Scott Gilbertson kindly interviewed me for his article: More Firefox Bloat- Say It Ain’t So, Mozilla. I offered so much more than a single sentence to his original query, so I thought I’d pass along the discourse (and my own self-correction) here:
I’ve got Mozilla’s perspective as well as some outside open source people, but I was wondering if you wanted to offer a user perspective. Do you have any great Firefox anecdotes about RAM usage freezing the system or memory leaks or anything like that — end user oriented issues.
Heh. Firefox has always been plagued by memory leaks (at least, as far back as I can remember). Mind you, I’m nothing more than a casual Firefox user – having been a Maxthon advocate since it was called MyIE2.
Firefox didn’t take off because of its core stability – it took off because it was a decent enough alternative to a Web browser that had been abandoned (Internet Explorer). Didn’t hurt that it had “open source” karma, either. Some people love the simplistic nature of Firefox, but I’m one who believes that minimalism is a gigantic weakness.
The issue isn’t really about cluttering Firefox with more features that could slow it down and make it more unstable – the issue is in not fixing outstanding, documented, replicable bugs before adding more features to the core.
I was using Mozilla for years, and it never grabbed much attention. The Firefox project was timed perfectly – the world was pissed off at Microsoft, and looking for a valid alternative that they weren’t finding in Opera (at that time, shareware or ad-supported).
Personally? I don’t think Firefox is all that fast – nor has it ever been. 😉 If Opera could get their UI act together, I’d take them as serious competition on the desktop. Then again, IE and Firefox are hardly shining examples of amazing interfaces…
“Heh. Firefox has always been plagued by memory leaks (at least, as far back as I can remember).”
Are there any specific issues you can think of?
Actually, let me kindly retract that assertion?
Which isn’t to say that Firefox is not without its share of issues. I haven’t really seen it lock up on me any more than I’ve had Internet Explorer lock up on me.
I can tell you one thing: Firefox’s browser security implementation is far and away better than Internet Explorer’s. FAR and away. Whereas IE requires you to refresh the entire page just to download a file that you may have clicked on, Firefox pops up a dialog with a countdown timer.
Moreover, the Firefox model for plugins / addons is astoundingly cleaner than Internet Explorer’s.
So, why not use Firefox? Eh, I really like the way Maxthon has been for me all these years. Maybe one day I’ll switch. But not now. I don’t feel the need. Granted, I’d just as soon use Lynx than Internet Explorer 7 or below!!!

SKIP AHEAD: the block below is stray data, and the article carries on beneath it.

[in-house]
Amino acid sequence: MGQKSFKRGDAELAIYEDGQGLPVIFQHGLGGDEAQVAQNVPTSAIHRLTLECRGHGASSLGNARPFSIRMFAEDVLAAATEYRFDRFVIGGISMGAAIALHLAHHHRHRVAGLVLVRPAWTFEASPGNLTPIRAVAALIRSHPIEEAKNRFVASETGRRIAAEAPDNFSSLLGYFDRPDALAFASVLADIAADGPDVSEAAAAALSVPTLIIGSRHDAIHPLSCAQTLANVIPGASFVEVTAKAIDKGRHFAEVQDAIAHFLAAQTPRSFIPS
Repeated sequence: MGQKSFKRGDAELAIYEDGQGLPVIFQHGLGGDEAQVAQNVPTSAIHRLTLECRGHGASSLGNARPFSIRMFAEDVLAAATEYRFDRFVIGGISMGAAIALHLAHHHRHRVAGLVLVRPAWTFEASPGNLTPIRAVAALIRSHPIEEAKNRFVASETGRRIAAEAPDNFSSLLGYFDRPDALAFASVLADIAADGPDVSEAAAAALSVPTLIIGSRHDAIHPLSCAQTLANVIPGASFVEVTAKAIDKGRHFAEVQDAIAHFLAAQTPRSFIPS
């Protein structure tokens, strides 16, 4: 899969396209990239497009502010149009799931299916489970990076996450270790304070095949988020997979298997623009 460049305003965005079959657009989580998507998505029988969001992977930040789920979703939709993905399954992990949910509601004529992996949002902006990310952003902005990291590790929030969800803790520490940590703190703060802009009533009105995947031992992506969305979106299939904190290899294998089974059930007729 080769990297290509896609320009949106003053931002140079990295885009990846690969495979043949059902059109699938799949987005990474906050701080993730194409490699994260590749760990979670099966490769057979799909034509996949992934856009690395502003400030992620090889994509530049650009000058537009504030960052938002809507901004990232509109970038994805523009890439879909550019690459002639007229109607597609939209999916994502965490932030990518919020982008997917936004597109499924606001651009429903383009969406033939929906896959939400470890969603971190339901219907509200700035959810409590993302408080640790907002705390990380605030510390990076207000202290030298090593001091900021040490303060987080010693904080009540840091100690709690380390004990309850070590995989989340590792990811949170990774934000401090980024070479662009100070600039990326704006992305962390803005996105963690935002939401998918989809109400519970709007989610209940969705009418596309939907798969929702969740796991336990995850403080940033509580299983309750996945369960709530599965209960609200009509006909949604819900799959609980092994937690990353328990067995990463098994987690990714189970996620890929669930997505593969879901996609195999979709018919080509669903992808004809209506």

What are your views on the open source model? Does the fact that Firefox is buggy/leaks memory have anything to do with it being open source?
Personally, I love open source seven ways from Sunday. I use Miranda IM, which is an Open Source instant messaging client. I really only like using open source software for my Web operations.
The issue I generally have with open source software is the lack of a cohesive UI. Firefox plugins are all over the map. Beauty is in the eye of the beholder, but I believe that Apple’s design ethic has made the world understand that you could have elegance alongside functionality.
Or why do you think the developers haven’t fixed the memory leaks and other issues you mentioned?
How many millions of people use Firefox? Can you imagine if each one of them wanted to see something different in their core browser? 🙂 I think optimizations are continually happening, although I’d argue that the general UI in Firefox 2.0 was a step backwards (and I noticed that several Firefox enthusiasts agreed with me).
Are they just not listening or are there other reasons?
You can only pound so many nails at one time. To compete further, I do believe that Firefox must contain more “awesome” functionality out of the box. Otherwise, you’re having to run a browser with a zillion plugins – and none of them aware that other plugins might be running. You have a more stable program if said items are actually integrated into the base.
IE6 had a lot of problems with standards and other rendering issues, but there weren’t many complaints about memory leaks or fairly basic problems for day to day use (excepting security issues), why do you think Firefox was able to gain so much market share even when the browser really wasn’t even stable?
IE6 really sucked THAT much. People were ready for a change – and that was enough of a tipping point to steal mindshare. Microsoft screwed the pooch, but they’re not going to give up the ghost again.
It’s not just about standards compliance – it’s about raw speed and core functionality coupled with compatibility.
NOTE: I may need to clarify my earlier points on the speed of Firefox. I think, as far as page rendering is concerned, Firefox beats IE – hands down. Launch time for Firefox, however, has always been horrible. Moreover, I like Firefox on OS X more than I like it on Windows.